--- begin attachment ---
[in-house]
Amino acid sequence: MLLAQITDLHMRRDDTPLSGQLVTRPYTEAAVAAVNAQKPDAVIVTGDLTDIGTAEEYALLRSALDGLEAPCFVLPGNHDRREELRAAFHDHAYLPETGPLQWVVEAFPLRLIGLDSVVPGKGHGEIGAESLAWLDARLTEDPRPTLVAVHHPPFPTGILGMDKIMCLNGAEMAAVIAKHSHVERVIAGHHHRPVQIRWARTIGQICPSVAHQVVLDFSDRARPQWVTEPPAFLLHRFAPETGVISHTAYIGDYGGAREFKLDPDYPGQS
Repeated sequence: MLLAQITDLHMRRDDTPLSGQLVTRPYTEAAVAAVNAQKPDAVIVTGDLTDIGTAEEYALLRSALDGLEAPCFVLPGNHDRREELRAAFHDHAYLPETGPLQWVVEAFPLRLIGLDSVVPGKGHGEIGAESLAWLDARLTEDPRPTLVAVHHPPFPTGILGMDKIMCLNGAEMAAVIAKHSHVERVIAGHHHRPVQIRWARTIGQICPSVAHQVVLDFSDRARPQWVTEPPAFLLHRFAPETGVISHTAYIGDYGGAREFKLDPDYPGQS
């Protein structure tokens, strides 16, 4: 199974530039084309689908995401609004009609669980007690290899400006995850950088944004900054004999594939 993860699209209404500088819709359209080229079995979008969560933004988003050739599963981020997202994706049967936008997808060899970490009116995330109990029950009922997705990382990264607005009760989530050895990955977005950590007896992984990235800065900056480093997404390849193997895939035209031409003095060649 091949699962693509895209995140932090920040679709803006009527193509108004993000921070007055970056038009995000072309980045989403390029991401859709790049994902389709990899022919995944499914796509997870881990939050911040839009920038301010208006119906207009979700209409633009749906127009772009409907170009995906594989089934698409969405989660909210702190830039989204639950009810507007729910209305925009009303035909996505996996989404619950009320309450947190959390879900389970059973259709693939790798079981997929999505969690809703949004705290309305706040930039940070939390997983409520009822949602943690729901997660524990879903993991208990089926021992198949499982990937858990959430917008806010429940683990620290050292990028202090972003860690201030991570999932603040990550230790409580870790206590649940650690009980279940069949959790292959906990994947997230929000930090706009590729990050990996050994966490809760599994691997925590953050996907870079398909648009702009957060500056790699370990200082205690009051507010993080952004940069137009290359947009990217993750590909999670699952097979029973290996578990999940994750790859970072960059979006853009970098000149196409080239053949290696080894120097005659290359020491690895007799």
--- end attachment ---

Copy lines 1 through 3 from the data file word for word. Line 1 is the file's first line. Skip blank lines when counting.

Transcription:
[in-house]
Amino acid sequence: MLLAQITDLHMRRDDTPLSGQLVTRPYTEAAVAAVNAQKPDAVIVTGDLTDIGTAEEYALLRSALDGLEAPCFVLPGNHDRREELRAAFHDHAYLPETGPLQWVVEAFPLRLIGLDSVVPGKGHGEIGAESLAWLDARLTEDPRPTLVAVHHPPFPTGILGMDKIMCLNGAEMAAVIAKHSHVERVIAGHHHRPVQIRWARTIGQICPSVAHQVVLDFSDRARPQWVTEPPAFLLHRFAPETGVISHTAYIGDYGGAREFKLDPDYPGQS
Repeated sequence: MLLAQITDLHMRRDDTPLSGQLVTRPYTEAAVAAVNAQKPDAVIVTGDLTDIGTAEEYALLRSALDGLEAPCFVLPGNHDRREELRAAFHDHAYLPETGPLQWVVEAFPLRLIGLDSVVPGKGHGEIGAESLAWLDARLTEDPRPTLVAVHHPPFPTGILGMDKIMCLNGAEMAAVIAKHSHVERVIAGHHHRPVQIRWARTIGQICPSVAHQVVLDFSDRARPQWVTEPPAFLLHRFAPETGVISHTAYIGDYGGAREFKLDPDYPGQS